Well that was a wee bit of rambling. I was headed into an explanation of my decision “to feed.” The fire destroyed not only homes for the birds, but also food for the birds. Birds are essential to our ecosystem. We all fit in at certain points and places around the web of life. No, my birdseed is not their natural diet. But it is close and if it provides a little sustenance until the mountain can grow back enough to support them, then I’m going to err on the side of feeding. (Note: see previous post about “Inappropriate Relationships.”)
The hummingbirds are back!! In greater numbers than I thought I’d see. The first couple showed up about a week and a half early, so I scrambled to get the feeders up. Their zinging and chirping is music to my ears. I lose great gobs of time each day watching in awe at their antics. I’ve not taken any current pictures as it’s been snowing or raining every day for the last ten days and feeding time is usually cold and dreary. I’m worried the cold will be too much for them, but as of last night, I’d have to estimate at least a hundred or more on the feeders at the same time, so maybe they’ll be just fine.
Now, for the rabbit holes. I’ve spent the better part of the last couple of weeks down a few of them. This post is long and math lessons are waiting, so now I cannot wax poetic about where I’ve been or what I’ve learned. Suffice it to say I am faced with a conundrum as to what to believe. Do I listen to the naysayers and those disparaging the work of others? Do I jump down the rabbit hole and listen to my instincts as to who and what I think are competent, credible sources? I’m not one to blindly give credence to conspiracy theories. I have enough education behind me, most of it scientific, to understand the importance of not taking something only at face value, but instead reading, researching and learning as much as I can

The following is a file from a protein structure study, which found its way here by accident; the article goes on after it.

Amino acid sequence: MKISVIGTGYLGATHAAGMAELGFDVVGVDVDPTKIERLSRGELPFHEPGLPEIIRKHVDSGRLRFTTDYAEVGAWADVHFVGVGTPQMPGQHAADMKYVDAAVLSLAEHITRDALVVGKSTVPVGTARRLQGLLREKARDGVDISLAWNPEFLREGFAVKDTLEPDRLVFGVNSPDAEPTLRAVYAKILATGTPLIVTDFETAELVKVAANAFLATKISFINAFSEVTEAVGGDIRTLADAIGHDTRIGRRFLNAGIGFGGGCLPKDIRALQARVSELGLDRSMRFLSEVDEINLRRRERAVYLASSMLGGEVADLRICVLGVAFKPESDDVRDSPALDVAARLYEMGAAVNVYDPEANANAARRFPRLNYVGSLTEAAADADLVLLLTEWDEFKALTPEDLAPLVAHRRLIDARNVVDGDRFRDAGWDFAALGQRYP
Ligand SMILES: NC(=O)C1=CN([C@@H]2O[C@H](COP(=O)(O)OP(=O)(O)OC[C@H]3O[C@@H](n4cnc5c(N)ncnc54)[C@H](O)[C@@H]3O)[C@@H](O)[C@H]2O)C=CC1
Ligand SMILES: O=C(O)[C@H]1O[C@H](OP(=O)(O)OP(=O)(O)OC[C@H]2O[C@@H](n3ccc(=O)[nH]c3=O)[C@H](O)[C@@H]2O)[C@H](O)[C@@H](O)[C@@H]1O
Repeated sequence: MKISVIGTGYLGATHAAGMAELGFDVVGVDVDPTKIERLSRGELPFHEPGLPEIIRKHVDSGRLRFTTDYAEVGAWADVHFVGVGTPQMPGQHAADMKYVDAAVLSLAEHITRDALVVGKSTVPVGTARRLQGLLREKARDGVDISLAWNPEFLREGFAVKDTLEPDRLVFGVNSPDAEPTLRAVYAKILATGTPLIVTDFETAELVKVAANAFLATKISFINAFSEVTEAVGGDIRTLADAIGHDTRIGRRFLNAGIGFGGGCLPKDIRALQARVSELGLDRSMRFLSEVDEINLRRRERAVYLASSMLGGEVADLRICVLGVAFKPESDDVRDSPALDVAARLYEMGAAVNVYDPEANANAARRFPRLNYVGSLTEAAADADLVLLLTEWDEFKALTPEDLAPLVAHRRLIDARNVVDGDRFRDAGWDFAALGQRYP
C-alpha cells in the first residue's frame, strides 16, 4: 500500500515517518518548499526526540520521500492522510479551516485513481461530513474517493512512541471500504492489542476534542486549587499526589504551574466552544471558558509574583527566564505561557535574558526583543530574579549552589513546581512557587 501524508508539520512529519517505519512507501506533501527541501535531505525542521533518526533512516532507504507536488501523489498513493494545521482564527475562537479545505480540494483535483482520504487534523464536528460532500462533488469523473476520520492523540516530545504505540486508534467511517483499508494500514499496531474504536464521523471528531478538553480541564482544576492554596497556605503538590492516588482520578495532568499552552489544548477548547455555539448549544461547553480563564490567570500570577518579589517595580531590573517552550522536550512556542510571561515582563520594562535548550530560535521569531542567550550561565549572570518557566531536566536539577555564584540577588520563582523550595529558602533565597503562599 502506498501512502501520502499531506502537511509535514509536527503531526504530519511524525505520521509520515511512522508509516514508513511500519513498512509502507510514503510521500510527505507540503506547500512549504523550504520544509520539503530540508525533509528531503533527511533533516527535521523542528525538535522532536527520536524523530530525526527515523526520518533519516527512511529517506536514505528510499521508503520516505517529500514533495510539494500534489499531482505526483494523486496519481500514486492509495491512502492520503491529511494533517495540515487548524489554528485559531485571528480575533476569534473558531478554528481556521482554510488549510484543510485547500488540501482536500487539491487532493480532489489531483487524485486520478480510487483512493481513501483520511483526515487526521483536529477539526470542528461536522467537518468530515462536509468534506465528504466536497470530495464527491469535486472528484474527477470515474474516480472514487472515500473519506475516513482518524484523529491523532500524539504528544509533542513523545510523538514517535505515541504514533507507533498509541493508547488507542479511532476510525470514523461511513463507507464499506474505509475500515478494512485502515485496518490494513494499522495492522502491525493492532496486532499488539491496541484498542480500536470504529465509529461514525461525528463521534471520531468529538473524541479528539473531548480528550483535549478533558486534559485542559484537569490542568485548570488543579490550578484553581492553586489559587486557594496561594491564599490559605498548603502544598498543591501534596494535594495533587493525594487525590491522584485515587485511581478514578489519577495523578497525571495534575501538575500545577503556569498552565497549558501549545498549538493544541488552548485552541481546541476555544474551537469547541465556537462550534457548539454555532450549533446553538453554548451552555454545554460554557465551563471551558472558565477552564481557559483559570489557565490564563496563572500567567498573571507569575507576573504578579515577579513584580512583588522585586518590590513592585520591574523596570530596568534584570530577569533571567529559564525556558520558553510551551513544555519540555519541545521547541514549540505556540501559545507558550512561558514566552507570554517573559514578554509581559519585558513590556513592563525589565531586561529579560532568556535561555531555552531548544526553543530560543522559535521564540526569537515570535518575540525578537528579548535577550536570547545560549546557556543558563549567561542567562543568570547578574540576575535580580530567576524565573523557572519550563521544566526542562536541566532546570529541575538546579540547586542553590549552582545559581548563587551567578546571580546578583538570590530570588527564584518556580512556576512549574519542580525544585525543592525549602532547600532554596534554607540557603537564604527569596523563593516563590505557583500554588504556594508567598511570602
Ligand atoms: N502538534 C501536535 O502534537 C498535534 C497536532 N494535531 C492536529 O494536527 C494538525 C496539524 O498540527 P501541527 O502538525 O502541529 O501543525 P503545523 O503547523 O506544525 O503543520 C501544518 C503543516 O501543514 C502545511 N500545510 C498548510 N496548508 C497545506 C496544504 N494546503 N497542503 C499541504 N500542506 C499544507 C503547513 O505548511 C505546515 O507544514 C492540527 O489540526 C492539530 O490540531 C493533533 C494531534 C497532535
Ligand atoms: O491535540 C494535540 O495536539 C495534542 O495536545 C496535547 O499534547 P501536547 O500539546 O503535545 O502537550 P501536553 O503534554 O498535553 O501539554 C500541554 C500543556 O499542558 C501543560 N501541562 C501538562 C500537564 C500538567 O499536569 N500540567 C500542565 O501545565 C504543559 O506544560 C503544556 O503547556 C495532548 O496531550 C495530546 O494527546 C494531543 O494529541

(Sorry, lost my train of thought because I needed to yell at the radio because Trey Gowdy is being a smug a** about damn leaks. aaaghhhhhhhhhhhhhhhh)
Ok. I’ll try to pick up my thought.
As I was writing, I think I have enough education behind me to be able to suss out what I believe to be facts versus just garbage.
I’ve been down some rabbit holes lately that I think might lead to something. I reblogged a post here from Louise Mensch. *****Go to her site on your own as I’ve been warned the link I had previously leads to some rather disgusting garbage. (Thank you Mr. Seahorn.)
She has been pilloried in the mainstream media (and elsewhere) as a wing nut, wacko, crazy person peddling some ridiculous theories.
I, for one, don’t think she’s wacky and I don’t think the theories are ridiculous. I think we would be wise to pay attention. I reblogged one of her posts here because I think its important. There is more afoot than what is reported on the nightly news by “trusted” news sources. I stand by my beliefs. Read her as you please.
And now I must delve into verbal phrases, fractions, decimals and Spanish.
Vaya con dios mis amigos y amigas.